We are all here for one purpose: to manage our diabetes by managing our blood sugar. I posted the words of this image on my Timeline a few days ago, and someone was offended by it and unfriended me. So, for sure, I had to create this as a meme and share it widely! The source of this quote is Keto-Mojo, who sells instruments to measure ketones. And, no, I haven’t purchased one and certainly have no vested interest in their company. But the whole point of this quote is that if you are going to manage anything, you have to have a means of measuring progress and success.
So, before we talk in detail about anything else, we have to talk about blood glucose meters and how to use them. Here’s your plan:
- Goal/Objective (Or, WHAT DO YOU WANT TO ACCOMPLISH?): To establish a habit of using your blood glucose meter daily until you have reversed your blood sugar numbers to non-diabetic normal (70-99 mg/dL or 3.8-5.6 mmol/l).
- Strategies (Or, WHAT CAN I DO TO ACCOMPLISH IT?):
- Learn how to check your blood glucose in the most efficient and least painful way.
- Ideally, you should check your blood glucose three (3) times a day, but always check your fasting blood glucose (FBG) first thing in the morning.
- Be sure to record your blood glucose (in mg/dL or mmol/l) every time you test. You can use a pen and notebook, an Excel spreadsheet or Word table, or an app like mySugr or others.
- If you are taking diabetes medications and/or insulin, write down the times and amounts taken.
- If your fasting blood glucose is 100 mg/dL (5.1 mmol/l) or more, continue to test every day. If less than 100 mg/dL (5.1 mmol/l), test once or twice a week.
If you have not been in the habit of using your glucose meter, it may take a little time to get used to it. Especially if you haven’t used your meter for a long time. If it’s been more than two years, you probably should get a new meter. Meters should be replaced every two years.
Make sure your test strips have not expired! An expiration date is printed on every vial of test strips. Always keep the test strips in their original vial.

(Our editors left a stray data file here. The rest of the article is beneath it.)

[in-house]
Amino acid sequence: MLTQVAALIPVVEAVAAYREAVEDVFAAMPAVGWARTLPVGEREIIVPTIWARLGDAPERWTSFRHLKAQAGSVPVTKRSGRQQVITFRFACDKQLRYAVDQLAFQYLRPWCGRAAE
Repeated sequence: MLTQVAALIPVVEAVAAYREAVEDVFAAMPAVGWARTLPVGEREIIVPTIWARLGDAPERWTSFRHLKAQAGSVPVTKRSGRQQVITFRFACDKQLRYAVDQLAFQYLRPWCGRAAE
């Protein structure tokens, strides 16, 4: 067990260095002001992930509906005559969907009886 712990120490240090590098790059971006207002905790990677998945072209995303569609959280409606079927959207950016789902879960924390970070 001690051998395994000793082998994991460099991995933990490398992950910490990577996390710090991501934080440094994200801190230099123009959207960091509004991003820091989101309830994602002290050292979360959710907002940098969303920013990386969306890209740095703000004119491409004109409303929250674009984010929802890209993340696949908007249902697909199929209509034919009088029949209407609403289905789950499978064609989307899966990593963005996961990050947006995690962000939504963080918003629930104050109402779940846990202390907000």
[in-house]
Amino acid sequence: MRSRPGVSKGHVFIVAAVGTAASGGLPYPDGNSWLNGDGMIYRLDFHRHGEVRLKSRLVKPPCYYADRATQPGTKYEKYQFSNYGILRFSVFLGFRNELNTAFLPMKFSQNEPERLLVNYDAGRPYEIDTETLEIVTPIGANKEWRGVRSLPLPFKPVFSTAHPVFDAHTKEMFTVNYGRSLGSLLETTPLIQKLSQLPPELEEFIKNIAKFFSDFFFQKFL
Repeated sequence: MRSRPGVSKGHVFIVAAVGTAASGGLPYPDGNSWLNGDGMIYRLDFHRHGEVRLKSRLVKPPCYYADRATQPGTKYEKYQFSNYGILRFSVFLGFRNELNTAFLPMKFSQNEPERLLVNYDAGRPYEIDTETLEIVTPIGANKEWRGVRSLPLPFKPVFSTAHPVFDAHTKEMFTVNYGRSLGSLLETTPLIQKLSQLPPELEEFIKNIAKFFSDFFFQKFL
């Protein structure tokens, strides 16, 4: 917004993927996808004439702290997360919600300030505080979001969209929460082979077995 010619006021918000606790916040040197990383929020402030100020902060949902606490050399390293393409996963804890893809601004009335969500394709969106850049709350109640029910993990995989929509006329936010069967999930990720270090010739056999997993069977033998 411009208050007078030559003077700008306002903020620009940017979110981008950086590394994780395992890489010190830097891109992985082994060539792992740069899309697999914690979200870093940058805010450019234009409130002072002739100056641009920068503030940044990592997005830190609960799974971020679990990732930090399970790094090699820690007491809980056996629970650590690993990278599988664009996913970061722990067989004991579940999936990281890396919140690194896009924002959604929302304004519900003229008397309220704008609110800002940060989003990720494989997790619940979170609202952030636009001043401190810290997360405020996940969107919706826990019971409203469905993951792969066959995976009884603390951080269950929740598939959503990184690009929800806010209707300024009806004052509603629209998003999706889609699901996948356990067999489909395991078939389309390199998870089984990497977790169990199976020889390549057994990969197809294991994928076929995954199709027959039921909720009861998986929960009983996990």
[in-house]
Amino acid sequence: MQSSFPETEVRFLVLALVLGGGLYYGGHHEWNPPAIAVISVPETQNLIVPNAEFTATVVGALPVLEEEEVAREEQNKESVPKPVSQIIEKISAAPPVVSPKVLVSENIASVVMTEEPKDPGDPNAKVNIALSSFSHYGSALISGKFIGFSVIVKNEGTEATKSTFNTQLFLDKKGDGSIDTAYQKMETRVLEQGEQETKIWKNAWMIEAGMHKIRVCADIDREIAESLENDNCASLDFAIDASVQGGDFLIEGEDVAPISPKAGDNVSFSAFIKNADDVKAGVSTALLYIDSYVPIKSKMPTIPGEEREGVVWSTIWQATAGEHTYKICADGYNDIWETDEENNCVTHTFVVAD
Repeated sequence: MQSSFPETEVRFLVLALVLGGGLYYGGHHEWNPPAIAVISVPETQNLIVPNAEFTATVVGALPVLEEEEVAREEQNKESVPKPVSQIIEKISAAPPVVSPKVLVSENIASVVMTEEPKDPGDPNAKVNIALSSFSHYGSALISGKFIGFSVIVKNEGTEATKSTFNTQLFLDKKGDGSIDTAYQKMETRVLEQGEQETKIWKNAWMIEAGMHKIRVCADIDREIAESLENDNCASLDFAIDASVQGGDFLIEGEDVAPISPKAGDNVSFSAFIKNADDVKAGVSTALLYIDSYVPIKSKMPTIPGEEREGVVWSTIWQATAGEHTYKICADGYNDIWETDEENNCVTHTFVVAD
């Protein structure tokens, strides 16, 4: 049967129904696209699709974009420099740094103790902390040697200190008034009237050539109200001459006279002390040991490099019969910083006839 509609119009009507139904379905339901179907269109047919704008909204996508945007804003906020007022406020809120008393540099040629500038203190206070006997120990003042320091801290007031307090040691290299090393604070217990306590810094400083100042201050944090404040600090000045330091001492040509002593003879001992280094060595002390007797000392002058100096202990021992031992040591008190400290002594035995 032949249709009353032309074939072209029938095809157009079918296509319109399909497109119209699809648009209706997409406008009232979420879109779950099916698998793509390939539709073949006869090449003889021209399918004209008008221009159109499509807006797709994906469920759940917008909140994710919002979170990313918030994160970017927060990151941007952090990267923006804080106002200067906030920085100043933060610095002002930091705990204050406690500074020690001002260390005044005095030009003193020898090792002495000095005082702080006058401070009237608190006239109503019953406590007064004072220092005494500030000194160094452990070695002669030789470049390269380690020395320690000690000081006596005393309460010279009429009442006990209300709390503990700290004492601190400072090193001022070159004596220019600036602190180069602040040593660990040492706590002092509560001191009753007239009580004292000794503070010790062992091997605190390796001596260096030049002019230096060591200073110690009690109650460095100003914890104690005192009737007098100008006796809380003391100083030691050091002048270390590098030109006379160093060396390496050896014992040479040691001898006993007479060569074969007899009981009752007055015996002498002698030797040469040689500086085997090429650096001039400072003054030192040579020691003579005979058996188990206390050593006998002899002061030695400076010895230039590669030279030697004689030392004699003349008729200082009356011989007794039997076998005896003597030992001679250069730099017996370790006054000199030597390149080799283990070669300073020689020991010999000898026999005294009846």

To assure accuracy in testing, always wash your hands with warm, soapy water before every test. This is to make sure you don’t have something on your hands (like food or sweat) that could interfere with the test. Do NOT use alcohol or hand sanitizer on your fingers before testing!
It is recommended that you use a new lancet for every test. Those of us who have been doing this awhile tend to use lancets for several tests or until they start to get dull (because a dull lancet hurts more than a new lancet). Lancets come in several gauges, from 28 gauge (the thickest) to 36 gauge (the thinnest). The thinnest ones hurt less but get dull faster than a thicker gauge, so you just have to experiment to figure out what is right for you.
If you need greater detail, please refer to the page, “How to Use Your Blood Glucose Meter.” I would recommend starting with the 4-minute video on that page.
If you’re a member of the Closed Facebook Group, “Adventist Vegetarian Diabetics,” please log on and ask any questions you might have and make comments about techniques that you have found useful in using your blood glucose meter.
These are cumulative activities for the month of January (or whatever month you decide to begin). Start with using your blood glucose meter daily as described in Week 1. Beginning with Week 2, continue to use your blood glucose meter daily and add the Water. In Week 3, continue with the blood glucose meter and water and add Whole Foods, primarily non-starchy vegetables. During Week 4, continue the blood glucose, water, and vegetables and add exercise, preferably outdoors with fresh air and 20 minutes of direct sunlight.
Activities for the next three (3) weeks were inspired by the “21-day Jumpstart Challenge” from Smart Diabetes Solutions, modified for Adventist Vegetarian Diabetics and aligned with the first three of The 8 Laws of Health, in this order: Water, Whole Foods (Nutrition), and Walking (Exercise).